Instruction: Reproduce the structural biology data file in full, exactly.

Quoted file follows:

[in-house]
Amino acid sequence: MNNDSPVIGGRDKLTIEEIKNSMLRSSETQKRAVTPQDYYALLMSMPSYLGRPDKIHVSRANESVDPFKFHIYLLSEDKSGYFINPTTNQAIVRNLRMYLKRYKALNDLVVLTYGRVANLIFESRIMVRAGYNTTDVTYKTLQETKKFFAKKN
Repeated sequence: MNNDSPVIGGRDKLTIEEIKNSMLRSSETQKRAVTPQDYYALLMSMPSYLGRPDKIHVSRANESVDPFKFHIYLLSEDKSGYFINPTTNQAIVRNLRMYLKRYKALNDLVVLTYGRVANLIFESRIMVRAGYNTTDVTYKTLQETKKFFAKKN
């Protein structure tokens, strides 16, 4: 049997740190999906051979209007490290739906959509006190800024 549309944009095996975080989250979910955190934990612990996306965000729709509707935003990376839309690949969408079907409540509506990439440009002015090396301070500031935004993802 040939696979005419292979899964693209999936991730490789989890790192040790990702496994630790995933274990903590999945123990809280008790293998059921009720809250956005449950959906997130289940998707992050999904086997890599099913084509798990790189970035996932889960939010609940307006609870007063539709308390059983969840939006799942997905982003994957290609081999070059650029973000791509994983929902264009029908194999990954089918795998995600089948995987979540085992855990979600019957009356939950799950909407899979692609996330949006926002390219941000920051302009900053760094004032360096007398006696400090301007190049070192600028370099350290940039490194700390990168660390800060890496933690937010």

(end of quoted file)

[in-house]
Amino acid sequence: MNNDSPVIGGRDKLTIEEIKNSMLRSSETQKRAVTPQDYYALLMSMPSYLGRPDKIHVSRANESVDPFKFHIYLLSEDKSGYFINPTTNQAIVRNLRMYLKRYKALNDLVVLTYGRVANLIFESRIMVRAGYNTTDVTYKTLQETKKFFAKKN
Repeated sequence: MNNDSPVIGGRDKLTIEEIKNSMLRSSETQKRAVTPQDYYALLMSMPSYLGRPDKIHVSRANESVDPFKFHIYLLSEDKSGYFINPTTNQAIVRNLRMYLKRYKALNDLVVLTYGRVANLIFESRIMVRAGYNTTDVTYKTLQETKKFFAKKN
């Protein structure tokens, strides 16, 4: 049997740190999906051979209007490290739906959509006190800024 549309944009095996975080989250979910955190934990612990996306965000729709509707935003990376839309690949969408079907409540509506990439440009002015090396301070500031935004993802 040939696979005419292979899964693209999936991730490789989890790192040790990702496994630790995933274990903590999945123990809280008790293998059921009720809250956005449950959906997130289940998707992050999904086997890599099913084509798990790189970035996932889960939010609940307006609870007063539709308390059983969840939006799942997905982003994957290609081999070059650029973000791509994983929902264009029908194999990954089918795998995600089948995987979540085992855990979600019957009356939950799950909407899979692609996330949006926002390219941000920051302009900053760094004032360096007398006696400090301007190049070192600028370099350290940039490194700390990168660390800060890496933690937010």